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11.12: Small Intestine

Most of the breakdown of the large food molecules and absorption of the smaller molecules take place in the long and narrow small intestine. The total length varies but it is about 6.5 metres in humans, 21 metres in the horse, 40 metres in the ox and over 150 metres in the blue whale.

It is divided into 3 sections: the duodenum (after the stomach), jejunum and ileum. The duodenum receives 3 different secretions:

1) Bile from the liver;
2) Pancreatic juice from the pancreas and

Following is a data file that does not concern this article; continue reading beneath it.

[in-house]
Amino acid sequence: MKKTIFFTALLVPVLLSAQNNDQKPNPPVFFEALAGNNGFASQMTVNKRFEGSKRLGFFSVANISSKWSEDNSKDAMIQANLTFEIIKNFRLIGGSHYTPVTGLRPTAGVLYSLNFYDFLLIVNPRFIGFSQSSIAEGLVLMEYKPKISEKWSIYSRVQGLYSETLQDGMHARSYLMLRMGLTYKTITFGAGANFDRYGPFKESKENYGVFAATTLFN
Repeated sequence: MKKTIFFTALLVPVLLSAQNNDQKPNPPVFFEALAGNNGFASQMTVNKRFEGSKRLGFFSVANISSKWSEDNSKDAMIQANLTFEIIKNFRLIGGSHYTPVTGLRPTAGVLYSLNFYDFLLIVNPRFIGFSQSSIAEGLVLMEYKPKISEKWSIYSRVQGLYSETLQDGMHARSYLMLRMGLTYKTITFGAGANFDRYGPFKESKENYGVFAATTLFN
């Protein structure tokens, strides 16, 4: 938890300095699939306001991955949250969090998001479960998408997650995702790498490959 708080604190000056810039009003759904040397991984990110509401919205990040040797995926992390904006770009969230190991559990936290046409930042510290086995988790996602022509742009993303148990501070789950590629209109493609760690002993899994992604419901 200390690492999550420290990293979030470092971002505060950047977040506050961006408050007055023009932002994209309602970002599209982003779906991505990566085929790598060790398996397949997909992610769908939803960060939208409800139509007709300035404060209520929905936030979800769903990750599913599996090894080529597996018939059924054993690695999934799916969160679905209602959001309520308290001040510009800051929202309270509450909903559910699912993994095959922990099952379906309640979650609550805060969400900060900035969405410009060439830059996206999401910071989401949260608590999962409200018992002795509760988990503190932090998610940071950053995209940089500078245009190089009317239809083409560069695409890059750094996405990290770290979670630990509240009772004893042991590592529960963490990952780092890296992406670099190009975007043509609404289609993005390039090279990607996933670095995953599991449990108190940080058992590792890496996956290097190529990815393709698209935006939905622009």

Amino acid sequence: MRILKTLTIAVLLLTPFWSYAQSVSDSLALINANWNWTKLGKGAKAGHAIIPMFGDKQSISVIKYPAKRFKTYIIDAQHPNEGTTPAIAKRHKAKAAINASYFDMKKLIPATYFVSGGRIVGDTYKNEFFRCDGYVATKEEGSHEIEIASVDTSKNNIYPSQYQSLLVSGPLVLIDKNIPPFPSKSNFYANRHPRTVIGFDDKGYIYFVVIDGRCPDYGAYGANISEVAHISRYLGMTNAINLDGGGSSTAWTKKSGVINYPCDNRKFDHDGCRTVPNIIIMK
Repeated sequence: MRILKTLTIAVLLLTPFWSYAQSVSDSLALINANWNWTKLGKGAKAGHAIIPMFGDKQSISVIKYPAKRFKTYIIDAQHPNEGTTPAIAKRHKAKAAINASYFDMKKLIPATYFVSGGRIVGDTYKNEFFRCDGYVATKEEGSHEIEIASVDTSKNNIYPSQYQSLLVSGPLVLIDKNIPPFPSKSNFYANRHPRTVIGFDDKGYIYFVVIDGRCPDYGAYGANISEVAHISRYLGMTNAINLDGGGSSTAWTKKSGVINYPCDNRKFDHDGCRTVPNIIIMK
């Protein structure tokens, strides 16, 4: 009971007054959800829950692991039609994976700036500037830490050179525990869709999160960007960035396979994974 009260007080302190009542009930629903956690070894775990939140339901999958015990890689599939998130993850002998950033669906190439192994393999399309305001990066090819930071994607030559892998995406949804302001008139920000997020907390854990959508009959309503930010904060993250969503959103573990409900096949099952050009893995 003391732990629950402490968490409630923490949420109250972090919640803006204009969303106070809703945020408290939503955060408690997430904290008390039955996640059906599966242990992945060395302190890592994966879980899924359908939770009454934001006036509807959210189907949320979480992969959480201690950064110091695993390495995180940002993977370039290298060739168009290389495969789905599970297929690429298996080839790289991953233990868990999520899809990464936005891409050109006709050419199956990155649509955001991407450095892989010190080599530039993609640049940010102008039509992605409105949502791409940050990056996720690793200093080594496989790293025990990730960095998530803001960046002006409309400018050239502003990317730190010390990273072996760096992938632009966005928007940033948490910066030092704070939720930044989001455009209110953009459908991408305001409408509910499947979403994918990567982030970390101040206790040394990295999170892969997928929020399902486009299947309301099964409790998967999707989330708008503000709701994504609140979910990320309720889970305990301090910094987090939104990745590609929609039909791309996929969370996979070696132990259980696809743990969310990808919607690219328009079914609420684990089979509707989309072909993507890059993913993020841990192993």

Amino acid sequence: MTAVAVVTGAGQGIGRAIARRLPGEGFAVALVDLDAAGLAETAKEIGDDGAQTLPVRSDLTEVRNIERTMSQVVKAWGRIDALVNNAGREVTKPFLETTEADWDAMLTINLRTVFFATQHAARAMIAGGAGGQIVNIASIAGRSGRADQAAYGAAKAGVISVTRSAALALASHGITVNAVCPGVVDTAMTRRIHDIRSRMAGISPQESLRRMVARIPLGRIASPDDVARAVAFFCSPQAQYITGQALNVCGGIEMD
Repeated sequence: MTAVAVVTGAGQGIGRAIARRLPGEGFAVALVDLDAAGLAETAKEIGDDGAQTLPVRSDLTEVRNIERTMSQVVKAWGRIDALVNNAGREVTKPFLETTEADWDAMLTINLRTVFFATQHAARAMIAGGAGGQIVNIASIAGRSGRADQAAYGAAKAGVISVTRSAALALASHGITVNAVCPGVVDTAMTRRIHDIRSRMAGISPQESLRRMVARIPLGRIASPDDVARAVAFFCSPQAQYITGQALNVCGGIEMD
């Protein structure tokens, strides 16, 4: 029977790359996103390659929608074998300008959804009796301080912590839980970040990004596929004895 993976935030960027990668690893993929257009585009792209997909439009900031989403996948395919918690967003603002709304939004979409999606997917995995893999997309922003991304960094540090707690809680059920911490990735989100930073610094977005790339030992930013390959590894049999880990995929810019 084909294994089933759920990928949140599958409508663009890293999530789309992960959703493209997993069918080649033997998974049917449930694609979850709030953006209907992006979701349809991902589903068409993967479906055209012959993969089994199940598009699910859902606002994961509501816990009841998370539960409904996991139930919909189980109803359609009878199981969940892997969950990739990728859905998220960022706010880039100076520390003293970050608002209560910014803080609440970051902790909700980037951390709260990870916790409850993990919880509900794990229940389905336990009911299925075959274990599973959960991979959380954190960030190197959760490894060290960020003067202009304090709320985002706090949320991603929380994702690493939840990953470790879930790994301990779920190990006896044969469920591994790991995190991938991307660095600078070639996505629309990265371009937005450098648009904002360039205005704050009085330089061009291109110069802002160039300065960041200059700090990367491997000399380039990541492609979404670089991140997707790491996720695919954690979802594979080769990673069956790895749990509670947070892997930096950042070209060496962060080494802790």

3) Intestinal juice from glands in the intestinal wall.

These complete the digestion of starch, fats and protein. The products of digestion are absorbed into the blood and lymphatic system through the wall of the intestine, which is lined with tiny finger-like projections called villi that increase the surface area for more efficient absorption (see diagram 11.10).

Anatomy and physiology of animals Wall of small intestine showing villi.jpg

Diagram 11.10 - The wall of the small intestine showing villi

Contributors

  • Ruth Lawson (Otago Polytechnic; Dunedin, New Zealand)